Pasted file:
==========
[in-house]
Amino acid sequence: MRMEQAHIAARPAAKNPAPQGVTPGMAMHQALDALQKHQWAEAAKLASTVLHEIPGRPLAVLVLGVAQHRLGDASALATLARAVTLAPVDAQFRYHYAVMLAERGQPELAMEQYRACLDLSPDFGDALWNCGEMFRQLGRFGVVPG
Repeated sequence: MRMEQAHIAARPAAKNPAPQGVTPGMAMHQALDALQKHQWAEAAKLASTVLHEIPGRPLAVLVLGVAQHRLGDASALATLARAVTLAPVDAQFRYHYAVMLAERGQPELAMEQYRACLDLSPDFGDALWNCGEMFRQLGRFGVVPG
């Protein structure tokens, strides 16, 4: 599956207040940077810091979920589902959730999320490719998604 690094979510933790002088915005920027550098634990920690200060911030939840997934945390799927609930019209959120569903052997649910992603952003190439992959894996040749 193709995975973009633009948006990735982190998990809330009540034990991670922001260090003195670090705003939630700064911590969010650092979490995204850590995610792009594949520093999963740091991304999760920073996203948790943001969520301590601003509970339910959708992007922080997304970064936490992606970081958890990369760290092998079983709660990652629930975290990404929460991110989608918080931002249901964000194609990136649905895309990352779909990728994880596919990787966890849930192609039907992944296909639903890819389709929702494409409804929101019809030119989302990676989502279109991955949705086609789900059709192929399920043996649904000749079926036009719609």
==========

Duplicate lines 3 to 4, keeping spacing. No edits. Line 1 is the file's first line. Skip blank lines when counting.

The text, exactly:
Repeated sequence: MRMEQAHIAARPAAKNPAPQGVTPGMAMHQALDALQKHQWAEAAKLASTVLHEIPGRPLAVLVLGVAQHRLGDASALATLARAVTLAPVDAQFRYHYAVMLAERGQPELAMEQYRACLDLSPDFGDALWNCGEMFRQLGRFGVVPG
């Protein structure tokens, strides 16, 4: 599956207040940077810091979920589902959730999320490719998604 690094979510933790002088915005920027550098634990920690200060911030939840997934945390799927609930019209959120569903052997649910992603952003190439992959894996040749 193709995975973009633009948006990735982190998990809330009540034990991670922001260090003195670090705003939630700064911590969010650092979490995204850590995610792009594949520093999963740091991304999760920073996203948790943001969520301590601003509970339910959708992007922080997304970064936490992606970081958890990369760290092998079983709660990652629930975290990404929460991110989608918080931002249901964000194609990136649905895309990352779909990728994880596919990787966890849930192609039907992944296909639903890819389709929702494409409804929101019809030119989302990676989502279109991955949705086609789900059709192929399920043996649904000749079926036009719609």